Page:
A Melee-Sized CVD Synthetic Diamond in Pearl and Diamond Jewelry
Since 2012, CVD synthetic diamonds have been tested and identified by NGTC labs in China, typically in sizes above 0.20 ct. Since 2015, a large number of melee-size colorless and near-colorless synthetic diamonds have been detected in daily screenings at NGTC labs. Melee-size HPHT synthetics are accurately screened and identified at NGTC labs using new devices, some of them developed by NGTC. Melee-size CVD synthetic diamonds were reported by GIA’s Mumbai lab earlier this year (A. Krawitz, “GIA finds significant undisclosed synthetics,” Diamonds.net, March 7, 2017).
In March 2017, NGTC’s Beijing lab received 24 pieces of pearl and diamond jewelry (including the earrings seen in figure 1) from a domestic client, who claimed they were imported. Synthetic melee diamonds were identified in 14 of the 24 pieces. Most of the synthetic specimens were HPHT grown, but one was a melee-size CVD synthetic. The near-colorless CVD round brilliant circled in figure 2 was mounted in a pearl earring with about 200 natural melee diamonds. The estimated weight of this CVD melee is 0.01 ct. No obvious inclusions were found under 10× magnification.
Using NGTC’s GV5000 rapid screening instrument, the UV luminescence of a group of diamonds can be observed at the same time. Unlike colorless to near-colorless HPHT synthetic melee, which normally displays strong phosphorescence, the CVD phosphorescence reaction tends to be weak or inert. The GV5000 provides broadband UV excitation, in which colorless to near-colorless HPHT synthetics display strong greenish blue phosphorescence for about 3–60 seconds. Colorless to near-colorless CVD synthetics normally emit weak phosphorescence that lasts less than 3 seconds, while natural diamonds very rarely show phosphorescence with medium to weak intensity for 1 to 2 seconds. Also, the fluorescence color under the GV5000 is mostly blue-white for natural diamonds, strong greenish blue for HPHT synthetics, and bluish green or green or orange to red for CVD synthetics (colorless to near-colorless). We noticed the green fluorescence and weak green phosphorescence of this melee and conducted further testing. The green fluorescence and phosphorescence were more pronounced in the DiamondView (figure 3), but the layered growth structure of CVD synthetics was still not seen due to the specimen’s small size.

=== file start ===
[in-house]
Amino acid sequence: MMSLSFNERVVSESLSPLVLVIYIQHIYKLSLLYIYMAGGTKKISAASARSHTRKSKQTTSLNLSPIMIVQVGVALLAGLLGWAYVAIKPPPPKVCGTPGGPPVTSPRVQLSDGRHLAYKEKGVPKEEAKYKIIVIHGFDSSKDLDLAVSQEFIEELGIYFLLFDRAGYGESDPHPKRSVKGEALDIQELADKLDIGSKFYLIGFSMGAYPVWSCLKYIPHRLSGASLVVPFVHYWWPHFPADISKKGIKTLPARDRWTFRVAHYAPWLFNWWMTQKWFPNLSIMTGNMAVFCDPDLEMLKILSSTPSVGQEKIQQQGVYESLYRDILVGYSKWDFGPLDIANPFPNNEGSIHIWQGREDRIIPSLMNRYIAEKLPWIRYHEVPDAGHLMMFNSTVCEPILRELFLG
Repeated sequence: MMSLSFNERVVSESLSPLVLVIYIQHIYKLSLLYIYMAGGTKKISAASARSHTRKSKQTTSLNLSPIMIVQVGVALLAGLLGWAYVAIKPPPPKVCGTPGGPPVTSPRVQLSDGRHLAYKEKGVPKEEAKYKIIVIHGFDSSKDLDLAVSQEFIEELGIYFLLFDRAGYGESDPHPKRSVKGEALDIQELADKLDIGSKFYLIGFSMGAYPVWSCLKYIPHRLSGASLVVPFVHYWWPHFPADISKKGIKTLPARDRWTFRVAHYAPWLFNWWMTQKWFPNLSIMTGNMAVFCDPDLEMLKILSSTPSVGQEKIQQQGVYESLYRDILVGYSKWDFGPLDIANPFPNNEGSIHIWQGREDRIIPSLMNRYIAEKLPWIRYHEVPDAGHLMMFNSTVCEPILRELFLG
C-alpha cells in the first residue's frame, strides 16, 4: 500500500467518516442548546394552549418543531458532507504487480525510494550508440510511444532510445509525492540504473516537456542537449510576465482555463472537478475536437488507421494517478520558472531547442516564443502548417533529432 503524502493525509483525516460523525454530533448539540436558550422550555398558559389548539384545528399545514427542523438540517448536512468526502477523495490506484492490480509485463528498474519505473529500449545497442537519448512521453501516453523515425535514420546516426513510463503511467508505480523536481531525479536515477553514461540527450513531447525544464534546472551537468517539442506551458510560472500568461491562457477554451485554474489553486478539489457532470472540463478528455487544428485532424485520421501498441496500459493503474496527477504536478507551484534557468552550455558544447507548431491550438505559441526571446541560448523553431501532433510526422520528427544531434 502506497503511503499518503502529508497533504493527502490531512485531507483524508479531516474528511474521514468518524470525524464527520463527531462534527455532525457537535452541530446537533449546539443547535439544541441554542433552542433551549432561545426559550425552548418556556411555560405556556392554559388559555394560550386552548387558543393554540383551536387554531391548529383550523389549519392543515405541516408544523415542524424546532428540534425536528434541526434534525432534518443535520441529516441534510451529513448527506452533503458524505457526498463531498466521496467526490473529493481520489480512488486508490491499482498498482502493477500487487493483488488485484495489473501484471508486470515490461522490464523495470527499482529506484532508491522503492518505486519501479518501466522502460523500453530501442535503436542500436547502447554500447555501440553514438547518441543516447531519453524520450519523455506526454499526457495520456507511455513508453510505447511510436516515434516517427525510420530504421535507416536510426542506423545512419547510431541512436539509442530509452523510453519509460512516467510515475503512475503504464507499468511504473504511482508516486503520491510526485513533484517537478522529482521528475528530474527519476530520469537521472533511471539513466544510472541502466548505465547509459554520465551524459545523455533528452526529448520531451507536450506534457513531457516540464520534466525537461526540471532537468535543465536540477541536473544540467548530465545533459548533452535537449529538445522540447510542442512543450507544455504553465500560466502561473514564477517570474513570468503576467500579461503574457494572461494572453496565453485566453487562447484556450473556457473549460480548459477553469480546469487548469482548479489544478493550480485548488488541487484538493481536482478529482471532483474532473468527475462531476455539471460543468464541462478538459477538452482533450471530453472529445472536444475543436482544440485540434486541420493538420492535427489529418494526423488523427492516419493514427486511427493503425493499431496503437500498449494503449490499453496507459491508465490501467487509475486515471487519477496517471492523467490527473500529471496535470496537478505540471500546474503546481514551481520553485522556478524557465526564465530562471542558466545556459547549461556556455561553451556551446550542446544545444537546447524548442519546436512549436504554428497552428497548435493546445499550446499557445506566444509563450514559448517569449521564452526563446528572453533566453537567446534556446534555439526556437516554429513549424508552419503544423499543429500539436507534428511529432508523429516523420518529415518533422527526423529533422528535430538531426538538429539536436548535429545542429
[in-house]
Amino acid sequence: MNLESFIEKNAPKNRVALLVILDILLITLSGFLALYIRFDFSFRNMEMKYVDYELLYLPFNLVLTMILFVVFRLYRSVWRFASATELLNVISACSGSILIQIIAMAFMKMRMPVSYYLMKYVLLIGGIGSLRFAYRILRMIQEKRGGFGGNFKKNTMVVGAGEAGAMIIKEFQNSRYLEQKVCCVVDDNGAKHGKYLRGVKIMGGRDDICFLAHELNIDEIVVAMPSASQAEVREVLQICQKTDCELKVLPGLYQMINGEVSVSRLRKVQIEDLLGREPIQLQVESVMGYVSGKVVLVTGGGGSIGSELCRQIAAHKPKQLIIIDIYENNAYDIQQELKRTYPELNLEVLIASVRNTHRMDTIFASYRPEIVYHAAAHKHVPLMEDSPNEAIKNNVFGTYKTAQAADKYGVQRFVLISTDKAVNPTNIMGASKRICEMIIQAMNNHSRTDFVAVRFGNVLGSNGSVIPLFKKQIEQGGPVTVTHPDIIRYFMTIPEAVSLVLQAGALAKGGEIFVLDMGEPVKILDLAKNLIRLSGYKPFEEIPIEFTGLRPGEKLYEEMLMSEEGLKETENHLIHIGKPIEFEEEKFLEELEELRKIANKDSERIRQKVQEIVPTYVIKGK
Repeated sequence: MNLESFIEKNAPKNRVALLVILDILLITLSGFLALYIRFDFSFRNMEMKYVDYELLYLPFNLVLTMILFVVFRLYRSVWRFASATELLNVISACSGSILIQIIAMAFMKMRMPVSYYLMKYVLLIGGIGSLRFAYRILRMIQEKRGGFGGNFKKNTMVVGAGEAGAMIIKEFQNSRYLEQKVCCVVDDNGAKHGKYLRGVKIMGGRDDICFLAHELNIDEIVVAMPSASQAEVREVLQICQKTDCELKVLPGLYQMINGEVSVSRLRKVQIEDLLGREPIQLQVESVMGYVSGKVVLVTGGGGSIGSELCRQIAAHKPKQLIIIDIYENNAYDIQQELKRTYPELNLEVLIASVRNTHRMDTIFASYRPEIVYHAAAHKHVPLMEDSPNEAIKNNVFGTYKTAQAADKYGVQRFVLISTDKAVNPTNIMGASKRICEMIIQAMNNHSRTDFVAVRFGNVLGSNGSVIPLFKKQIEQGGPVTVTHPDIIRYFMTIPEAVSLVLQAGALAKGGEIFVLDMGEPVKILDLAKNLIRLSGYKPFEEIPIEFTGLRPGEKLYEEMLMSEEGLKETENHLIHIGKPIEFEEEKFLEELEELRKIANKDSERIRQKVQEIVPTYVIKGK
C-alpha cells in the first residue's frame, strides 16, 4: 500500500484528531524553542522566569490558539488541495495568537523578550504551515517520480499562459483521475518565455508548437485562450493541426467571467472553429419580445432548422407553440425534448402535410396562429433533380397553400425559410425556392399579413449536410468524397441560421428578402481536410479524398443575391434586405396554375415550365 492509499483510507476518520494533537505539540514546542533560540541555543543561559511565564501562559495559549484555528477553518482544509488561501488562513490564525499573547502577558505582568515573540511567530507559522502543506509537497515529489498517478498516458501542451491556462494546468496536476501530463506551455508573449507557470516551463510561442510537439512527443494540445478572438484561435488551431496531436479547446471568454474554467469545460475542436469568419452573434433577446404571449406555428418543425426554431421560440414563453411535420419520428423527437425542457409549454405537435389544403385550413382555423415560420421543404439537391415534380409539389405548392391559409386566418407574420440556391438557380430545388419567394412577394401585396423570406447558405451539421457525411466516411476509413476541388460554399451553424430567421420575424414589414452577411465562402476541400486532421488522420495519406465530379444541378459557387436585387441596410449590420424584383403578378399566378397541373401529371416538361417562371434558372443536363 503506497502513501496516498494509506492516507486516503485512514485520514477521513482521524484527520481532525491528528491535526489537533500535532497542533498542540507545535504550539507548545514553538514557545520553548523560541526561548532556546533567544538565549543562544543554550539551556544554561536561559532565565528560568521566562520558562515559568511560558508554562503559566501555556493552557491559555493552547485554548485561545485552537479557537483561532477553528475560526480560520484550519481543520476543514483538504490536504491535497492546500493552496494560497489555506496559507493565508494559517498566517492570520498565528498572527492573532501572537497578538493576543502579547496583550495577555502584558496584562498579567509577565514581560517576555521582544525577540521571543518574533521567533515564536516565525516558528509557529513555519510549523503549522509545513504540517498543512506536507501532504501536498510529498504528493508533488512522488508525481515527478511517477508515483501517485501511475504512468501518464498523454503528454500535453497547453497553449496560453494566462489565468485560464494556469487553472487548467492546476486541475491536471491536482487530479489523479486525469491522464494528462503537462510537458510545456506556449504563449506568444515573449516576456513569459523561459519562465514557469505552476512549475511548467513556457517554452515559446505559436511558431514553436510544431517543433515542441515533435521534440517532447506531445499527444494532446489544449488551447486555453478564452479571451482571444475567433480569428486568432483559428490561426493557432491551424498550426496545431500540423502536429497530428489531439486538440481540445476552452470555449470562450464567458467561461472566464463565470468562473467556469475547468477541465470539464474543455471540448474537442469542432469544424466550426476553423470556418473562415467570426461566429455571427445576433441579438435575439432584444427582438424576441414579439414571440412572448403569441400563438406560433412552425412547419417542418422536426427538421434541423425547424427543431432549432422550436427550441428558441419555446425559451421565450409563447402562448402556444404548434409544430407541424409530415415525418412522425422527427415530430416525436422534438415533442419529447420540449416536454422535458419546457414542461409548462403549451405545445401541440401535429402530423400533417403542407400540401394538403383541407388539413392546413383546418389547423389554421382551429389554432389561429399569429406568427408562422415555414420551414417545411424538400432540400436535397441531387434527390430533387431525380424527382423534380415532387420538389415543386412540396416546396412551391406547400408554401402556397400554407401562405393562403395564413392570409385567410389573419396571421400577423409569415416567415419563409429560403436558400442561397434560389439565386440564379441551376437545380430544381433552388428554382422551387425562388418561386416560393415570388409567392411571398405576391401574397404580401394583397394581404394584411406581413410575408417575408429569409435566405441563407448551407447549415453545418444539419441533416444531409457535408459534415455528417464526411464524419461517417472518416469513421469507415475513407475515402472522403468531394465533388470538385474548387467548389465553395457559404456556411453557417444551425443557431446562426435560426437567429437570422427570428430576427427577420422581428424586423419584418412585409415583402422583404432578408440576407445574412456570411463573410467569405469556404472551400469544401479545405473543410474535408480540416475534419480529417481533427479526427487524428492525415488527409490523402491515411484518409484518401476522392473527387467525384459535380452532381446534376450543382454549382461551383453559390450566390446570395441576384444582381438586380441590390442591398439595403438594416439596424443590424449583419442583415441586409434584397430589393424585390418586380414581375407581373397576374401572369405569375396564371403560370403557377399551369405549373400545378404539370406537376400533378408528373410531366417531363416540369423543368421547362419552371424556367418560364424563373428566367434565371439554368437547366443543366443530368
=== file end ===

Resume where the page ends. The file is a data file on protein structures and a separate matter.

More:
An absorption spectrum collected by micro-FTIR identified it as a type IIa synthetic diamond, with no N-related absorption. A weak 270 nm absorption band usually associated with synthetic origin was detected in the UV-Vis spectrum. With 532 nm laser excitation at liquid nitrogen temperature, the PL spectrum showed strong SiV– center double peaks at 736.6 and 736.9 nm (figure 4), indicating a CVD synthetic. A clear 978 nm emission also appeared in the PL spectrum with 785 nm laser excitation; the assignment of this emission is unknown. The green fluorescence was attributed to an H3 center, which means the specimen was HPHT-treated after growth.
This is the first time NGTC has identified a melee-size CVD synthetic diamond mounted alongside natural stones. This development is concerning, considering the challenge it would pose for gem laboratories. CVD synthetic screening requires more time and effort than HPHT synthetic screening, since the rapid methods of phosphorescence observation currently used would no longer be reliable. Therefore, new screening techniques and instruments are needed.